Aggressive (acute) periodontitis is a form of periodontal disease associated with rapid loss of alveolar bone and gingival attachment and as such has a distinct presentation and clinical course to the more common chronic periodontitis described above [139]. It is plausible that appropriate biomarkers may be employed to distinguish between these related disorders. For example, antibodies to Aggregatibacter actinomycetemcomitans (a periodontal pathogen often associated with aggressive periodontitis) and Porphyromonas gingivalis are thought to have a key role in protective immunity in aggressive periodontitis [140] but although these antibodies are indeed found in saliva their presence is not specific to aggressive periodontitis [141, 142]. A very limited number of studies (of comparatively few patients) have directly compared levels of mediators in aggressive periodontitis and chronic periodontitis [91, 127, 143]; with the exception of one study which reported elevated cathepsin C activity in the saliva of aggressive periodontitis patients [143] none of these studies have identified biomarkers which might be potentially specific for aggressive periodontitis. Although there is a real need for larger studies, establishing specific protein biomarkers may be challenging as there is no evidence for significant differences in the immunopathogenesis of these two clinical manifestations of periodontitis [139].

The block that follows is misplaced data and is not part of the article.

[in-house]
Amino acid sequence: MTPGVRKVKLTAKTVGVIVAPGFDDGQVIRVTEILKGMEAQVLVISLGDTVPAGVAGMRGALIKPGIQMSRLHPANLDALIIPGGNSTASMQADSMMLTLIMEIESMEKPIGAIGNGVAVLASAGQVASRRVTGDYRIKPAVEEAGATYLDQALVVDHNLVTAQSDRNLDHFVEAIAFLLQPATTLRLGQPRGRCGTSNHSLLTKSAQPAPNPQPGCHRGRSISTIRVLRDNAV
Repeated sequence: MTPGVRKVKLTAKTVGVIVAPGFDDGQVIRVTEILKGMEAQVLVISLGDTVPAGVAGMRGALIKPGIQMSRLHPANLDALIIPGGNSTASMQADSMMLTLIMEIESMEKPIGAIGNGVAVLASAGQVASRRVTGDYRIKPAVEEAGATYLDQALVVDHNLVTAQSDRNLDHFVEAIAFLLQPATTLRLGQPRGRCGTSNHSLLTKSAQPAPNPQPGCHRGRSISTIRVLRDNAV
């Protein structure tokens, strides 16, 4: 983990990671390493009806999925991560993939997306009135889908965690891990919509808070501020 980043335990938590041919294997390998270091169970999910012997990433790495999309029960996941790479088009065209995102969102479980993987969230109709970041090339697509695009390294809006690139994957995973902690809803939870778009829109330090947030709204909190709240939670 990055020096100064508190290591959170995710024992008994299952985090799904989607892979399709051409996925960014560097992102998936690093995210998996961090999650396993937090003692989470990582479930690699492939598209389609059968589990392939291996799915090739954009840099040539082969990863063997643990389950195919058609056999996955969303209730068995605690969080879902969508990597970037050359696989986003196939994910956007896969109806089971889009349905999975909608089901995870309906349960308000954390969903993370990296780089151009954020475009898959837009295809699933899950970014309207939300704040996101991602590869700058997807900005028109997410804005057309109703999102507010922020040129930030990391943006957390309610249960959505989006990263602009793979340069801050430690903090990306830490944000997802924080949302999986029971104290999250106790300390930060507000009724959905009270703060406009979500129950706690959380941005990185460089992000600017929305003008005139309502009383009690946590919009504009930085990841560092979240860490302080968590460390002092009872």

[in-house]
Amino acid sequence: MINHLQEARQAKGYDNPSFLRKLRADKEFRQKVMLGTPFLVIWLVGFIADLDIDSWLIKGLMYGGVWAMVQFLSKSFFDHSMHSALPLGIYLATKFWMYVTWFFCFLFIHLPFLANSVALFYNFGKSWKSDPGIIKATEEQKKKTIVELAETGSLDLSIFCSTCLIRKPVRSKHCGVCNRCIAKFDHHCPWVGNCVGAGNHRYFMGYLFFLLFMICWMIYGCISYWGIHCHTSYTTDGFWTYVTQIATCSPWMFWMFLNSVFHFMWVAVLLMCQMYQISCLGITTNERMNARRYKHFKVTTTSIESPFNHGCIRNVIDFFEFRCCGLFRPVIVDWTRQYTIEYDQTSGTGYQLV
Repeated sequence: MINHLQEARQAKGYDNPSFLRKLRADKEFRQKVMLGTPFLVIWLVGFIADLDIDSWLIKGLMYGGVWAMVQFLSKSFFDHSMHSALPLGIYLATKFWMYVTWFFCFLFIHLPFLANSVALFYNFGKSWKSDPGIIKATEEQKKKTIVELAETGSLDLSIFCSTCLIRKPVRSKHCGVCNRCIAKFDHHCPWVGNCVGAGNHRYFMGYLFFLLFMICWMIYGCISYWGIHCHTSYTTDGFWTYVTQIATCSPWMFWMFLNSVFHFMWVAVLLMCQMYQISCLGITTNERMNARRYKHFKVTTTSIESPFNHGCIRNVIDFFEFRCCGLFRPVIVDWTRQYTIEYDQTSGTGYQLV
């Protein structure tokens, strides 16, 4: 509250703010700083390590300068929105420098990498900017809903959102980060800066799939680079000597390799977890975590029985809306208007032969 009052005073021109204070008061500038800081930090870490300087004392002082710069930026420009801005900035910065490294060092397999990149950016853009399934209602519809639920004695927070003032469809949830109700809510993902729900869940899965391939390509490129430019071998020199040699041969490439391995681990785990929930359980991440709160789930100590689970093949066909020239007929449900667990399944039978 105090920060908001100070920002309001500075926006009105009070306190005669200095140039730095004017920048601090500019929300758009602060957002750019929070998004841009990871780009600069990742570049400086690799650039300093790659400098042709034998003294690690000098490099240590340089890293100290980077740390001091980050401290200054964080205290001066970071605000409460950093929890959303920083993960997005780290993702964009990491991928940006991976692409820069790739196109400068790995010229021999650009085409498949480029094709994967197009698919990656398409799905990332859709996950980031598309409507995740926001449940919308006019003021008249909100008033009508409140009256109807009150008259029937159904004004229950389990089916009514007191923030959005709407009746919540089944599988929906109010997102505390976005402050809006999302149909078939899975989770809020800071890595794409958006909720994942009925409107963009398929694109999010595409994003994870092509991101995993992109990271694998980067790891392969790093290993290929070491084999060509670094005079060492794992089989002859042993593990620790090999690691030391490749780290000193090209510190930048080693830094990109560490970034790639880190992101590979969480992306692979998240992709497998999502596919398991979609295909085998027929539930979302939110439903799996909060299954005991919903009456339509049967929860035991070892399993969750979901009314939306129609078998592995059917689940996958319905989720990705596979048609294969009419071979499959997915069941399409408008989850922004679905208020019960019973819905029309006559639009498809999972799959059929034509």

3.2. Longitudinal Clinical Studies

Although many markers are discriminatory, that is, exhibit significant alterations in periodontitis and robust, that is, have been found to be discriminatory in more than 3 independent studies, their clinical utility remains uncertain. Many studies outlined above have quantitatively correlated mediator levels with clinical measurements of periodontitis (e.g., bleeding on probing, clinical attachment loss, and pocket depth) although this data has not always been presented. However, it is unclear whether or not these measurements reflect current disease activity or are the result of historical disease progression or whether or not the levels of many candidate biomarkers significantly associated with periodontitis in cross-sectional studies accurately reflect the likely path of disease progression and response to treatment. Although a number of longitudinal studies have recorded changes in GCF levels of MMPs in parallel with the clinical course of periodontitis, the data for salivary analysis is rather limited and is the result of studies using clinical protocols which are very variable making meaningful comparisons between studies difficult to achieve. Therefore, the need for more substantial clinical studies very much still exists [24].